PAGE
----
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You can support ethical brands by liking their pages, posts and buying their products if you can. Steering away from fast fashion and brands that make their products in factories that are unsuitable is a great way to show who you want to support. Using your money to vote for the kind of world that you want to live in is an idea that we can all get behind!

Fashion Revolution also recommend tweeting brands using the hashtag #whomademyclothes to encourage brands to increase their transparency.

 

Who Made My Clothes?

You can send your favourite brands a letter using the template here to ask them what their worker’s rights and standards are! If enough people ask then they cannot deny their potential customers this information and may even put the question #whomademyclothes on their FAQ page! Snapping a selfie with your clothes inside out and the labels on show is also one way to show support! By asking people to wear their clothes inside out, show the label and ask the brand #whomademyclothes, the connection between the garment workers and the garment wearers is made. Transparency is the key…

 

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Hey @gormanclothing I would love to thank the people that made my beautiful dress so can you tell us who made it? . . Are you also able to share where they are made and if 10O% of the people who are making them are doing so in a safe environment whilst getting paid a living wage? . . I am also interested on the environmental effects your clothing brand has and what steps are being taken to avoid textile waste and the use of hazardous materials in your supply chain. Thanks Kx . . It’s fashion revolution week this week and so we are asking brands who made our clothes to encourage greater transparency in the fashion industry . . Join me and millions of others doing the same. Instructions are available via my stories ✅ . . #ethicalclothing #ethicalfashion #sustainablefashion #slowfashion #ethicallymade #sustainableclothing #vintageshop #whomademyclothes #ethicalfashionblogger #fashionrevolution #slowfashionmovement #nothingnew2019 #buynothingnew2019 #buynothingnew #30wears #SpotMyStyle #realstreetstyle #sustainablebellsandwhistles #thisoldthing #shopyourwardrobe #showusyourgorman #fashionrevolutionbrisbane #diy 📸 @rogerclarke.art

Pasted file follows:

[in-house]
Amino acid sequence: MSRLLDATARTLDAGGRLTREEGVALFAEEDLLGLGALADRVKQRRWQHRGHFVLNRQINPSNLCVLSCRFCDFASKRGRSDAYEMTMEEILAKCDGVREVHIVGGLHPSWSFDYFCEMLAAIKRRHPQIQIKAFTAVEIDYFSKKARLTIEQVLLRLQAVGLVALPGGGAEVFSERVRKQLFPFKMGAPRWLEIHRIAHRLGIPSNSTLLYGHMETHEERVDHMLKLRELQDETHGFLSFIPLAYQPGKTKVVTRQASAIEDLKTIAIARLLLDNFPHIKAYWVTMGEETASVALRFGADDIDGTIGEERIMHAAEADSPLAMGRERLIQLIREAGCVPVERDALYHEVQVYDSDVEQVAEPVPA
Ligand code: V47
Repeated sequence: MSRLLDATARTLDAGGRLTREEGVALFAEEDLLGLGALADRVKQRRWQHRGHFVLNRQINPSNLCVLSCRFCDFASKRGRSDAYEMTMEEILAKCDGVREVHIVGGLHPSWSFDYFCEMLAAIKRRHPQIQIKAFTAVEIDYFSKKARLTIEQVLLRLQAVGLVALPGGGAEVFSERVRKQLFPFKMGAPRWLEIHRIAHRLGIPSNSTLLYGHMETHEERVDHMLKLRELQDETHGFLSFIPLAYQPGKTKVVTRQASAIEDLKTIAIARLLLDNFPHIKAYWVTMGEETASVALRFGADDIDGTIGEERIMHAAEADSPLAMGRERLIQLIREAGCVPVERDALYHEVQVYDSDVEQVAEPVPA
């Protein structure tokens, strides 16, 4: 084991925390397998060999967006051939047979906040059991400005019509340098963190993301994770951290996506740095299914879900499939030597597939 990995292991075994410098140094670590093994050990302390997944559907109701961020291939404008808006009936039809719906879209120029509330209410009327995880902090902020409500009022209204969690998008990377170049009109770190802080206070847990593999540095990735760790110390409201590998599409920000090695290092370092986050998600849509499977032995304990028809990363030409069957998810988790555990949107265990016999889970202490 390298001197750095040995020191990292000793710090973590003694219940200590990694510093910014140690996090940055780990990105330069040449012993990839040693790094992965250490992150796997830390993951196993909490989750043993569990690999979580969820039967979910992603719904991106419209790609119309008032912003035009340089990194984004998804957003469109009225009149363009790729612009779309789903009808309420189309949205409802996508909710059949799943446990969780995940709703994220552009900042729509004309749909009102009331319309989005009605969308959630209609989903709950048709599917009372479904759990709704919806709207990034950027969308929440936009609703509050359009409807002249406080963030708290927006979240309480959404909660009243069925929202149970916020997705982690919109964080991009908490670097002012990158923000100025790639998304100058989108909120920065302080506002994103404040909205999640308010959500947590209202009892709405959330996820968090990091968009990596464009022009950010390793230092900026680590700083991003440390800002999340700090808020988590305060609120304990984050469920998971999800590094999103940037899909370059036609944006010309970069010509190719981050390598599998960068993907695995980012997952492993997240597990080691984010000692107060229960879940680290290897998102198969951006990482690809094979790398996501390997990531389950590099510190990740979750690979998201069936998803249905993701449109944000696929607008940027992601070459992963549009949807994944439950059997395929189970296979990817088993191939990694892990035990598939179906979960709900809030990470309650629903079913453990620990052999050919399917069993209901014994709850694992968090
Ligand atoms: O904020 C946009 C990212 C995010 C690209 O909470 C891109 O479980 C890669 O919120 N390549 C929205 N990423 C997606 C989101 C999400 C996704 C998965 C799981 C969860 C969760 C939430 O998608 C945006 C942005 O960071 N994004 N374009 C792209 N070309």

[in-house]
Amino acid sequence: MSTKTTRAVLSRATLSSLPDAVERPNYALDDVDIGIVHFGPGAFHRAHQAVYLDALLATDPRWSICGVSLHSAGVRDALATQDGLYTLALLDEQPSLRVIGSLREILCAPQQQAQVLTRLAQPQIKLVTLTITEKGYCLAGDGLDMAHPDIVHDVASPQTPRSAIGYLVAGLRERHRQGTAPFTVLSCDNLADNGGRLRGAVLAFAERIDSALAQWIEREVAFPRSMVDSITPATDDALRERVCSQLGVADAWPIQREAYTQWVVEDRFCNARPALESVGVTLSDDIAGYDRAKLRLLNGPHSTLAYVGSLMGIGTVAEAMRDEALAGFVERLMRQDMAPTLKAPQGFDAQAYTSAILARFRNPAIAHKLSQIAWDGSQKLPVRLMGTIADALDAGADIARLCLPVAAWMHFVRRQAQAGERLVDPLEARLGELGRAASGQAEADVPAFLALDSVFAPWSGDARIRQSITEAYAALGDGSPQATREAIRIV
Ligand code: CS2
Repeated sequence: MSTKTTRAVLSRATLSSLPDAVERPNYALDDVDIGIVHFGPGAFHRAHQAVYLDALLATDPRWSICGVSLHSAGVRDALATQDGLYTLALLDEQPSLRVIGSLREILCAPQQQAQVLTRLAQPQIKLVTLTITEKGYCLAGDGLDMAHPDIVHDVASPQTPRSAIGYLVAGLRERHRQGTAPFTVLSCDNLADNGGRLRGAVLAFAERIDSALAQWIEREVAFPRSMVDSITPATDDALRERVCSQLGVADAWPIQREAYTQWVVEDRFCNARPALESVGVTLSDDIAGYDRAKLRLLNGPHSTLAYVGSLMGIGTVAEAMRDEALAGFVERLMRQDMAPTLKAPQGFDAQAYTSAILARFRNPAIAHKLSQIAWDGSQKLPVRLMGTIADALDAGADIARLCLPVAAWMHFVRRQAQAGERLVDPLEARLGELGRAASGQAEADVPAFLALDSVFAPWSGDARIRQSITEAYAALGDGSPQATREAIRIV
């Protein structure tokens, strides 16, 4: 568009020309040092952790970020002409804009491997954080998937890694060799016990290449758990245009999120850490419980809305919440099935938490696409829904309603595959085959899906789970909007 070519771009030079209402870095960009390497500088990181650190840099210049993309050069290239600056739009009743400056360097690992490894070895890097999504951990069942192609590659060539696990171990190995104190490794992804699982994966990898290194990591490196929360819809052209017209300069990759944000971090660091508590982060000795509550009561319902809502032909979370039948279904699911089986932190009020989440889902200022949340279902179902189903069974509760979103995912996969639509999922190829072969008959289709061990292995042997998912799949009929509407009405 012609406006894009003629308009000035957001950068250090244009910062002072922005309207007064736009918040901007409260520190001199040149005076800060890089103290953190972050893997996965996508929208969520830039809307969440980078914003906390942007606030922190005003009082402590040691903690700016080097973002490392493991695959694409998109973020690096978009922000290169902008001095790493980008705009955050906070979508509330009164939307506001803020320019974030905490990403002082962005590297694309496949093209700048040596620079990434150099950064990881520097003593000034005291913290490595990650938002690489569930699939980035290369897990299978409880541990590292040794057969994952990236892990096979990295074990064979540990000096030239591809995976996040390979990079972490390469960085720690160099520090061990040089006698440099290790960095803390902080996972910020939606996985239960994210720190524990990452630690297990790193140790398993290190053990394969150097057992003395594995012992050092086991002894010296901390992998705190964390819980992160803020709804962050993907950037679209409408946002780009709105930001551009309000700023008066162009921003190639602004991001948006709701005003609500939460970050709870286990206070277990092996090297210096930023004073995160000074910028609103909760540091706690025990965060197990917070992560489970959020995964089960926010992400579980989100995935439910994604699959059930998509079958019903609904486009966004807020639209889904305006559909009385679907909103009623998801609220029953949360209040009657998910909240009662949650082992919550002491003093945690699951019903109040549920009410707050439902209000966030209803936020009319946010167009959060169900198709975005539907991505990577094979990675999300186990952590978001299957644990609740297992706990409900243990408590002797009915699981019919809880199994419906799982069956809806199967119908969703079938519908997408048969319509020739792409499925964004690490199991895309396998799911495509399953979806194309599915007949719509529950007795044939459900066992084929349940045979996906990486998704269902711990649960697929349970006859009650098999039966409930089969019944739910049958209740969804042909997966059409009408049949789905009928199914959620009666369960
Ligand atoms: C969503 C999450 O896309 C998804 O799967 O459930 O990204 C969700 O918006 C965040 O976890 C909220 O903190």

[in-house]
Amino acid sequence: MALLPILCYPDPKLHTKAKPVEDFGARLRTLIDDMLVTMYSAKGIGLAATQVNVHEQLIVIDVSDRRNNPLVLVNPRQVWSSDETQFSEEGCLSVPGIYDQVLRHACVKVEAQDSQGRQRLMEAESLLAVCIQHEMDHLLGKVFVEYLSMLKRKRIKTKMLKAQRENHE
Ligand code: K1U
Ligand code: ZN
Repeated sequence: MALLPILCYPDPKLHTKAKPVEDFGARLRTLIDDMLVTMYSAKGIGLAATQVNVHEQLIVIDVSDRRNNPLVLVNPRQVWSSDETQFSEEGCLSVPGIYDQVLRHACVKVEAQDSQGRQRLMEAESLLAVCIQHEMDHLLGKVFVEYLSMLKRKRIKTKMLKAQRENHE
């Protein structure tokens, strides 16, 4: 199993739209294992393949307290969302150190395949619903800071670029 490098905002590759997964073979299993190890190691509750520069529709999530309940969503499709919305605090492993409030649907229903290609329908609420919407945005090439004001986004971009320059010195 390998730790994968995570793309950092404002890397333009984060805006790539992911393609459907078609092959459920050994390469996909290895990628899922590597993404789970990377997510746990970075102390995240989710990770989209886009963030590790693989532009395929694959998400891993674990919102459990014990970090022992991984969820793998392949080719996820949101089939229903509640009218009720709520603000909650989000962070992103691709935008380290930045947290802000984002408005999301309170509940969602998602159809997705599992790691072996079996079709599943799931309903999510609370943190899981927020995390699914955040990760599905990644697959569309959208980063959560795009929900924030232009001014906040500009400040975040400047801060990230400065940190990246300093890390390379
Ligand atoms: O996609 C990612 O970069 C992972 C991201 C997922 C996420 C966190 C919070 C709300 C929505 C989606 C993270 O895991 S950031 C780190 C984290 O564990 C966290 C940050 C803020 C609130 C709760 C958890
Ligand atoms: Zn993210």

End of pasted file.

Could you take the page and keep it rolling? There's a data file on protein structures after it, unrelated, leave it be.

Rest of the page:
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“Since Fashion Revolution started, people from all over the world have used their voice and their power to tell brands that things must change. And it’s working. The industry is starting to change.More brands are being open about where their clothes are made. More manufacturers are making their factories safer. More producers are being seen and heard.” – Fashion Revolution

 

Make it easier to buy ethically…

 

Ultimately, we think that if brands made buying ethically the rule and not the exception then it would be a lot easier for customers to buy from brands that they align with. Making it easier to buy ethically can only be a good thing, say no to exploitation and say yes to brand honesty!